Flight recorder in the testing phase, Australian Transport Safety Bureau says
A giant black box is sitting in the middle of Tasmania. Here’s why
A giant black box is sitting in the middle of Tasmania, in a test. It will go on to reveal the secrets of the G650, a large private Gulfstream airliner operated by Qantas Airways.
A 40kg black box is being placed in a titanium casing in the middle of Longman airfield.
“This thing is giant and it’s sitting on Longman’s runway,” says Bob Covelli, the safety manager at the Australian Transport Safety Bureau.
“It’s a land mine. The ground will rumble with the vibrations and break-off off bits of the casing.”
The test is intended to help find out why two people died in a crash at Longman in October 2015.
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Qantas told the ABC in an email that a data recorder was working properly after a short period of issues.
“The plane remains fully functional and there are no instructions for aerodynamic control,” the airline said.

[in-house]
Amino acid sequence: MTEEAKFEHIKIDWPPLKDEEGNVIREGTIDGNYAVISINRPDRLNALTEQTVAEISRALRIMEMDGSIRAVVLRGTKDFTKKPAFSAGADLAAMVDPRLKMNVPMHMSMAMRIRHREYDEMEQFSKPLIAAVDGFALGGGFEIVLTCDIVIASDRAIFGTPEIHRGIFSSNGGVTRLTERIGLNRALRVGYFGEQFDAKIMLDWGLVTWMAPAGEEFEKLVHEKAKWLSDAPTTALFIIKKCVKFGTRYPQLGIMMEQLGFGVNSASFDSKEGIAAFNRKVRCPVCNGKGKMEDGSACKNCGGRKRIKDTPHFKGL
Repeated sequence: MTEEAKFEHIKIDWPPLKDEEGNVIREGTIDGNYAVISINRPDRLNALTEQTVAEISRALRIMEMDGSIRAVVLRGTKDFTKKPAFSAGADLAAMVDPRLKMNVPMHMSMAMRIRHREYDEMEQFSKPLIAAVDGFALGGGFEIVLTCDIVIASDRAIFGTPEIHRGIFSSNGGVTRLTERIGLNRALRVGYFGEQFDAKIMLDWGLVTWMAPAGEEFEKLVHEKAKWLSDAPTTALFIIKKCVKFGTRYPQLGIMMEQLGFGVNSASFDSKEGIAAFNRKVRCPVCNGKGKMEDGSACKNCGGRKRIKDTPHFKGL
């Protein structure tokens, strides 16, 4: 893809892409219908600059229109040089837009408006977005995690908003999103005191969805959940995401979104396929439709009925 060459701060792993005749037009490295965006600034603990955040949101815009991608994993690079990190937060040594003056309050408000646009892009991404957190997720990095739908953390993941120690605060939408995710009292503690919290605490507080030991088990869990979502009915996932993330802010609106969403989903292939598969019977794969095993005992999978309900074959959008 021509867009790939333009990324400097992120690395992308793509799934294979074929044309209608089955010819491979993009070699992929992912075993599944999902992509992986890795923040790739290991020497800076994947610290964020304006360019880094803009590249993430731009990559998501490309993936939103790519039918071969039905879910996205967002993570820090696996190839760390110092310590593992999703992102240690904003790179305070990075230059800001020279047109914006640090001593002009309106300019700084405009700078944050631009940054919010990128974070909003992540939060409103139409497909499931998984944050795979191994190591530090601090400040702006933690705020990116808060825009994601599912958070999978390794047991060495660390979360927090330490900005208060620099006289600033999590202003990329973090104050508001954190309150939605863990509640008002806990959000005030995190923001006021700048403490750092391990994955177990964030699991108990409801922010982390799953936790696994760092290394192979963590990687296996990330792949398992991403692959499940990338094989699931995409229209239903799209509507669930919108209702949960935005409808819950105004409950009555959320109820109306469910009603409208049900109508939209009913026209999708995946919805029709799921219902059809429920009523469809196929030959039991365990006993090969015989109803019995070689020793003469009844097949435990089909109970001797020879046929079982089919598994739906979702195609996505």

“When appropriate, there will be a black box attached to the aircraft. There has been no issue with the machine’s operation.”
The black box is made up of a metal compartment containing key components inside a titanium frame and should withstand impacts and harsh temperatures.
The load is 20 tonnes, and is more than twice the weight of the Xconite Foundation portable return miniature flight recorder (PFD) that was installed aboard MH370 last year.
Flight MH370 disappeared in March 2014.
The Boeing 777 jetliner is believed to have gone down in the southern Indian Ocean with 239 people on board.
The test is for all aircraft up to and including the current Qantas Airbus A330 – a near mirror image of the Gulfstream jets.
The safety bureau is expected to reveal a detailed draft of its final report into the Longman crash in September.
The story first appeared on ABC’s national online news service.